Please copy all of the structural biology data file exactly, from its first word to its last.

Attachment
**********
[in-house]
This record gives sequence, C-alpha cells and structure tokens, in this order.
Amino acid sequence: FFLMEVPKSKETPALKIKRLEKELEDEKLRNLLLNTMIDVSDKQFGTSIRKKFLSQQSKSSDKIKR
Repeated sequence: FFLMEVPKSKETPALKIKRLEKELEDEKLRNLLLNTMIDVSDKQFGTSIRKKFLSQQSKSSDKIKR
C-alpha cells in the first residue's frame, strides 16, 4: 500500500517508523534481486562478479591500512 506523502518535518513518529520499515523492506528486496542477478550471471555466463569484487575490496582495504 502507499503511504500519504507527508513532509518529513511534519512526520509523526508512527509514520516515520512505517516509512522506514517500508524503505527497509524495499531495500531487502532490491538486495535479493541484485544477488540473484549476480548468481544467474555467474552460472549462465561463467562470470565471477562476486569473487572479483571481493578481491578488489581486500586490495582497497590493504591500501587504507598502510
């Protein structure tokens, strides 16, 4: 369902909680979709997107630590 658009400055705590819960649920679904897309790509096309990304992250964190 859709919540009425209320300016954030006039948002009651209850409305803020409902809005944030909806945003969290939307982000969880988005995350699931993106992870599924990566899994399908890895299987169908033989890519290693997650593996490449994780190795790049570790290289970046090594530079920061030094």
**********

[in-house]
This record gives sequence, C-alpha cells and structure tokens, in this order.
Amino acid sequence: FFLMEVPKSKETPALKIKRLEKELEDEKLRNLLLNTMIDVSDKQFGTSIRKKFLSQQSKSSDKIKR
Repeated sequence: FFLMEVPKSKETPALKIKRLEKELEDEKLRNLLLNTMIDVSDKQFGTSIRKKFLSQQSKSSDKIKR
C-alpha cells in the first residue's frame, strides 16, 4: 500500500517508523534481486562478479591500512 506523502518535518513518529520499515523492506528486496542477478550471471555466463569484487575490496582495504 502507499503511504500519504507527508513532509518529513511534519512526520509523526508512527509514520516515520512505517516509512522506514517500508524503505527497509524495499531495500531487502532490491538486495535479493541484485544477488540473484549476480548468481544467474555467474552460472549462465561463467562470470565471477562476486569473487572479483571481493578481491578488489581486500586490495582497497590493504591500501587504507598502510
């Protein structure tokens, strides 16, 4: 369902909680979709997107630590 658009400055705590819960649920679904897309790509096309990304992250964190 859709919540009425209320300016954030006039948002009651209850409305803020409902809005944030909806945003969290939307982000969880988005995350699931993106992870599924990566899994399908890895299987169908033989890519290693997650593996490449994780190795790049570790290289970046090594530079920061030094």